I had a totally different Motivational Monday lined up this week, but while driving home on Friday evening I was listening to the Spartan Up Podcast, and heard the story of Marla Sweeney, which I thought was so completely on point, I decided to bump it to this week’s MM.
Marla is 72 years of age – I won’t say years old, because it does not seem appropriate and ’72 years young’ sounds ridiculously wanky regardless. She ran her first obstacle race aged 70 and has just completed her 23rd Spartan race in 24 months with a 16 mile Spartan Beast with 5000 feet of vertical gain at an altitude of two miles.
There are a lot of useful lessons in this interview, but I particularly like “There’s always a way to adapt but you won’t find it sitting down.”
I am frequently annoyed by the ‘wrap in cotton wool’ Auntyism attitude of supposed authorities on health and fitness for middle aged and older people. Every day I see advice given to not run too far or too fast or try to lift the big weights… stick with the little 1kg dumbbells, toddler along at conversational pace, maybe do some chair yoga… you’re not as young as you were, you know! Don’t try doing the young people’s e excise or you will injure yourself…
and I see the same thing from people themselves: “oh, I’d love to get fit/lose weight/ be more active but at my age…” People who use their age an excuse not to be fit or lean. You don’t have to be fit or lean if you don’t want to be, but if that’s the case be honest about it. Worse yet, people who have talked themselves into, or allowed themselves to be talked into this myth of ‘gentle. moderate, age-appropriate.’
FFS we’re not dead yet, people.
Yes, of course it behooves us to be aware of the effects of age on our bodies,on our recovery times and that it may take longer for adaptations to take place when we train. No, I don’t imagine we can be as fast or become as strong at 40 or 50or 60 as we could at 20. It is a hell of a long way from accepting that reality to resigning ourselves to the bowls club.
I get accused of trying to be over macho with my fitness posturing. Of making out that we should all being doing more than is necessary. Of being unrealistic about Fitness after 40. Unsurprisingly, perhaps, I couldn’t agree less with that. My workout volume and intensity is a lot less than a lot of of other people I know who are my age and absolutely put me to shame with the work they put in and the results they get out. Or, in fact “put to shame” is not the correct term because I don’t feel any shame about it. There will always be someone bigger, stronger, faster, better, leaner, buffer and with a better work ethic than you or me. I am not in competition with anyone else. I am not trying to be better than anyone else, just better than I was yesterday and work towards the best me I can be.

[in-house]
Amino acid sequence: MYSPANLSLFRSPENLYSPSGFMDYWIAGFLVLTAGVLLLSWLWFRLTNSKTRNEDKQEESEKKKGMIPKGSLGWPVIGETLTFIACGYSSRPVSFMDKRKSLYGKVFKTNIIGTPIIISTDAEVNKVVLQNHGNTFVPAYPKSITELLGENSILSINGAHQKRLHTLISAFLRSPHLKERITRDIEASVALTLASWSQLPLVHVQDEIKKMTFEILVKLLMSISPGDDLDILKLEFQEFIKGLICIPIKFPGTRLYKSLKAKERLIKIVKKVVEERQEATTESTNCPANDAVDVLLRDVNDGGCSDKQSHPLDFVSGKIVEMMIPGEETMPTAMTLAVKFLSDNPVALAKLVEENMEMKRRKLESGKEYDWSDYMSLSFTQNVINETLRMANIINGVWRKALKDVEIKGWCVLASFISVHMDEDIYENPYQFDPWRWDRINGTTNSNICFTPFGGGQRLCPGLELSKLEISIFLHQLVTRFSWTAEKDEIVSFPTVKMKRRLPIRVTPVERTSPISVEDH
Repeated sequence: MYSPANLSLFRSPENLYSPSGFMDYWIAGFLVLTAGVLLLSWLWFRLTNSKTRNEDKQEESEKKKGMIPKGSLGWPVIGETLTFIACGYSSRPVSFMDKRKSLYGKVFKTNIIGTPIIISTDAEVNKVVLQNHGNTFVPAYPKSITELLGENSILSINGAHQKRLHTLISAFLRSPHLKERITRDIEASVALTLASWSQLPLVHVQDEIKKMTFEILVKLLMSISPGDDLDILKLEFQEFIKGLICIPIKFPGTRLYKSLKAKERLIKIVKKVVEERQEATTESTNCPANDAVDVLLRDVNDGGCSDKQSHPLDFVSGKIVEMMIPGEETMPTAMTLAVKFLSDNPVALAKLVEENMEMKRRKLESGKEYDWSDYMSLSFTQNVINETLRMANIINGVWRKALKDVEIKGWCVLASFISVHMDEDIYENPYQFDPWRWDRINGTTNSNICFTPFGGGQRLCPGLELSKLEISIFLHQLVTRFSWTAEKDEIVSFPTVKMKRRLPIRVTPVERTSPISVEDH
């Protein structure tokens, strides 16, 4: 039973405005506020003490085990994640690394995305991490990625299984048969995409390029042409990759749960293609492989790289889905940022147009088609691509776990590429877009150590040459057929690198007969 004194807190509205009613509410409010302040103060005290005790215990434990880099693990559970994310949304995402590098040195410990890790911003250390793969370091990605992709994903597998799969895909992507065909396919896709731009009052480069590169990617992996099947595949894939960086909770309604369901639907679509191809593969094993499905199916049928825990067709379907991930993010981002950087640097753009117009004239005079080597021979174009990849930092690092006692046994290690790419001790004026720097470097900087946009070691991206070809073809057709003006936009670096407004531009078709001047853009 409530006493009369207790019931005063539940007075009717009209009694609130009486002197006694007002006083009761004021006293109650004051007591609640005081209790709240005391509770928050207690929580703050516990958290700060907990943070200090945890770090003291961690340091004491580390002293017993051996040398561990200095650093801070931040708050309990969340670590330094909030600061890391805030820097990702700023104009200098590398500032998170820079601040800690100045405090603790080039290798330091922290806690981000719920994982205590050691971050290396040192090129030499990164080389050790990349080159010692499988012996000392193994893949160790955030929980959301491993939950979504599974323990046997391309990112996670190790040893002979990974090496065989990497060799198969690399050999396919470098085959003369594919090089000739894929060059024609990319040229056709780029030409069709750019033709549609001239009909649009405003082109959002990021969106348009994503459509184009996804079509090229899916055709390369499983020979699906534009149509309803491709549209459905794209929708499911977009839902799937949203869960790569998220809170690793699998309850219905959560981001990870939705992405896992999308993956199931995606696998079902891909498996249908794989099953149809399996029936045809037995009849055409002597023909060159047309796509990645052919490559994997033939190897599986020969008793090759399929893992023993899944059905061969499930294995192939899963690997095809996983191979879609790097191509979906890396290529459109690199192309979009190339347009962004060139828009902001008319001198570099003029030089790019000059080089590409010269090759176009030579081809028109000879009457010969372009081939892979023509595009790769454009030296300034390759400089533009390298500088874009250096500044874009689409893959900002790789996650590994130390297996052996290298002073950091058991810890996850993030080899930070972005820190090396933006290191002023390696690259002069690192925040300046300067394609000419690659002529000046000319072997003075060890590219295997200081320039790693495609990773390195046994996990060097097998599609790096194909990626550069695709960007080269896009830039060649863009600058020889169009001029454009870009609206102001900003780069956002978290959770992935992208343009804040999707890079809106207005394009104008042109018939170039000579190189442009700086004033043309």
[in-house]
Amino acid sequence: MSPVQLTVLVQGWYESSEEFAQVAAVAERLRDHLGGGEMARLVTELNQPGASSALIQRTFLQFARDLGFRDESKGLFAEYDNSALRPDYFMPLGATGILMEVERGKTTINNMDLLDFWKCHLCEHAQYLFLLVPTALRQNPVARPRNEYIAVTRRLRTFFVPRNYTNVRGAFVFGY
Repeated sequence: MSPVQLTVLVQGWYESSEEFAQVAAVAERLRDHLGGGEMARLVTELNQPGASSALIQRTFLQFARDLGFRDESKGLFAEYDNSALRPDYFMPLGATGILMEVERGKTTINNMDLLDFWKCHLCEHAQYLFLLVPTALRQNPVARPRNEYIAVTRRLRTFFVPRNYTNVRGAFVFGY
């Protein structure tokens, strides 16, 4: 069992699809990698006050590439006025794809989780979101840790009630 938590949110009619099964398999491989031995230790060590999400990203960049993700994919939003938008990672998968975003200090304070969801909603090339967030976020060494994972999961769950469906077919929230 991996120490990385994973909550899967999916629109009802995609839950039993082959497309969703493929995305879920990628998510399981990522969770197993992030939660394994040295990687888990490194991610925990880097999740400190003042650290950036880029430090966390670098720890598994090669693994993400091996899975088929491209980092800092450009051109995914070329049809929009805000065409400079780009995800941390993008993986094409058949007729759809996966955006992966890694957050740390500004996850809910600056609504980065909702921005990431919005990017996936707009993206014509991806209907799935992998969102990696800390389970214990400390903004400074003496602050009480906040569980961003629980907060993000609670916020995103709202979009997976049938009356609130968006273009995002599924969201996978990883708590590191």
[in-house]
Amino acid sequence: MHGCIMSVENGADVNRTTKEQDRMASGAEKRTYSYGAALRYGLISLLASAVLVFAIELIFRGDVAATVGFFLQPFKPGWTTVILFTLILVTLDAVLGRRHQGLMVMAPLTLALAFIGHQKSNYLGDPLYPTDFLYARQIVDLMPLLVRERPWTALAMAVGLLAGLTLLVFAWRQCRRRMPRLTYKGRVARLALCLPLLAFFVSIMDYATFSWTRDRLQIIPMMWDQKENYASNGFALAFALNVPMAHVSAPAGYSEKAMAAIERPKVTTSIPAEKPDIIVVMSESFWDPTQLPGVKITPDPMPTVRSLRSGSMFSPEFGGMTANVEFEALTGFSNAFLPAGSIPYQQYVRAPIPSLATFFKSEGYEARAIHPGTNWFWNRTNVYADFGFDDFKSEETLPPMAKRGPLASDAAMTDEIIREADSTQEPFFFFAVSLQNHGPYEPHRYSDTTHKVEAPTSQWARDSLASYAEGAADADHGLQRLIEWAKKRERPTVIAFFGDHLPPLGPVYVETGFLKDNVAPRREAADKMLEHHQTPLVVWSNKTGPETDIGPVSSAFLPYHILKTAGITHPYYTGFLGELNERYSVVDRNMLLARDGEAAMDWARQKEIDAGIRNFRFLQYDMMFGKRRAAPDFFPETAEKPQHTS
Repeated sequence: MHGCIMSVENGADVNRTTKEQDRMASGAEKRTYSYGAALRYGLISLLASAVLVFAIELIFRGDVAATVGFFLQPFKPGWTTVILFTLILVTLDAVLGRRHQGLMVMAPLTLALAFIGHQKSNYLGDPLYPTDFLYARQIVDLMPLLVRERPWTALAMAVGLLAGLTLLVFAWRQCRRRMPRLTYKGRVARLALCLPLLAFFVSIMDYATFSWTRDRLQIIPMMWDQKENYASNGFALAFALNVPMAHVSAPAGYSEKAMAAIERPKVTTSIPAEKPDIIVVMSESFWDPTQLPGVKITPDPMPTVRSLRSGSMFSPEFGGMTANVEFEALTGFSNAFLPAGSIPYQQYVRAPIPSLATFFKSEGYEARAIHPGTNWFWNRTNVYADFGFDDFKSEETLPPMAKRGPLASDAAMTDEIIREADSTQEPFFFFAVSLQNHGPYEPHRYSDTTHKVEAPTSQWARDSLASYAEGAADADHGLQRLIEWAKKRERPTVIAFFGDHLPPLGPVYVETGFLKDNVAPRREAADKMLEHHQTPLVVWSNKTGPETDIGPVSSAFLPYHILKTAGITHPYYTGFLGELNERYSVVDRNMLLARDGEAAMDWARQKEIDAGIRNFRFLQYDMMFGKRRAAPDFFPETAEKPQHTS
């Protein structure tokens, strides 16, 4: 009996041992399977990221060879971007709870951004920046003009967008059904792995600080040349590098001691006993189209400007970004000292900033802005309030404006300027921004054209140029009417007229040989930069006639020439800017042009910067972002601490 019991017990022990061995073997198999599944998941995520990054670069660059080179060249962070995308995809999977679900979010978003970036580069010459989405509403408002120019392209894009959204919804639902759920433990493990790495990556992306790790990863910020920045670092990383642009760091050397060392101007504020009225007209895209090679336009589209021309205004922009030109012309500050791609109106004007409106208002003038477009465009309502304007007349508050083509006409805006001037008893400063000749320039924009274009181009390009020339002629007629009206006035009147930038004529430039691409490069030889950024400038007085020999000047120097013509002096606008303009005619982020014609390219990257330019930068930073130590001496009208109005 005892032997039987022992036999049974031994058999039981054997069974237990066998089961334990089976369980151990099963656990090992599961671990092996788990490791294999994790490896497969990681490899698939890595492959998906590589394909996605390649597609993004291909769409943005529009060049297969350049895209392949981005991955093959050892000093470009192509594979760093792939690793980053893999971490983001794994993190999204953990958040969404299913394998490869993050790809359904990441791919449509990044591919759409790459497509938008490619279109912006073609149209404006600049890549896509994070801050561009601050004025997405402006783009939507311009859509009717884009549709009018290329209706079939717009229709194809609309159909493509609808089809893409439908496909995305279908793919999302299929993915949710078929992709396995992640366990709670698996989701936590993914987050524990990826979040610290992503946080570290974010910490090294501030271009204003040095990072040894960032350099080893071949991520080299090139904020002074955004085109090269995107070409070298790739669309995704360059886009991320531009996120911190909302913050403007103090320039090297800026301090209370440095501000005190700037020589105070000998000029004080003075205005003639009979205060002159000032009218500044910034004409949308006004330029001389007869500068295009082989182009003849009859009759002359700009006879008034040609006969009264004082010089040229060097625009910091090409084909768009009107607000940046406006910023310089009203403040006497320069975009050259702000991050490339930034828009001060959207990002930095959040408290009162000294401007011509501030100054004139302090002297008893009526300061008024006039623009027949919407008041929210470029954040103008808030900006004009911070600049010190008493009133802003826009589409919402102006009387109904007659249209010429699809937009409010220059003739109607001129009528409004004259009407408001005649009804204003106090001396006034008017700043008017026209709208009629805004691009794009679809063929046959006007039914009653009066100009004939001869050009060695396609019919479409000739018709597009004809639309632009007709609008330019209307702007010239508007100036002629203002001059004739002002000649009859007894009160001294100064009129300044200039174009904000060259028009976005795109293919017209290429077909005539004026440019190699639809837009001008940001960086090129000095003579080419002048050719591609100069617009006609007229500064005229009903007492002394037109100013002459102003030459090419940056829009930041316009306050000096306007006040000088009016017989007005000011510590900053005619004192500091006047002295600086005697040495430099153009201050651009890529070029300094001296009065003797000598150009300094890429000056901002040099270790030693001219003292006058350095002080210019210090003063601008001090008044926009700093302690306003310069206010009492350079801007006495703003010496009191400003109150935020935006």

The question, however, is where do I pitch my vision of the best me that I can be? What do I aspire to? When I first started getting fit, I though maybe lose a stone or so and be able to jog for 10 minutes. I really didn’t have any aspiration higher than that. Secretly I harboured a little fantasy of doing a Spartan Race one day, but didn’t really imagine that would ever become reality, and because I didn’t want to appear ridiculous to myself even in my daydreams, the Spartan Race I fantasised about was just the Sprint – the 5km one. The Spartan Super and the Spartan Beast were way beyond even my daydreams. I wish I had known about Marla then. Echoing what I said last week in the piece about Roger Bannister, once one person shows that something is possible then it becomes possible in the minds of others. In my mind at that time, a slow shuffle around the block was about the limit of what was physically possible. I was 46 years old!
There is that Henry Ford quote that gets trotted out so often it has become cliché:
“Whether you think you can, or you think you can’t-you’re right.”
but it is entirely true when it comes to the limits we set ourselves, and the limits that we are conditioned to believe regarding our capabilities and potential, particularly as we get older. There is absolutely nothing wrong with gently trogging round Parkrun on Saturdays if that gives you pleasure, but if you want to run an Ultra-marathon in Death Valley, then set your mind on it, train for it and make that race your bitch. Jack Denness, a school caretaker from Kent did it at the age of 75, then again at 77 and again at 80. He has an MBE for the money he raised for charity doing it.
There are plenty of men and women who never set foot in a gym or lifted a weight until their 40’s and 50’s, were significantly obese, and achieved bodybuilder physiques or became Master’s level Crossfit Games athletes. I’m not going to link them all today, but I will be doing so in the weeks to come.
Of course you are not obliged to push yourself if ll you want to do is become a bit fitter and trim your tummy a bit, but equally there is absolutely no reason why age should be an impediment to achievement.
Train sensibly. Listen to your body. Build up slowly. But keep building to wherever you want to get to. Don’t be brow-beaten into setting your sights low because of your age or anything. You can sprint if you want to sprint. You can have muscles if you want muscles. You can smash 23 Spartan Races in 24 months at the age of 72. Don’t let anyone who is not a medical practitioner tell you otherwise.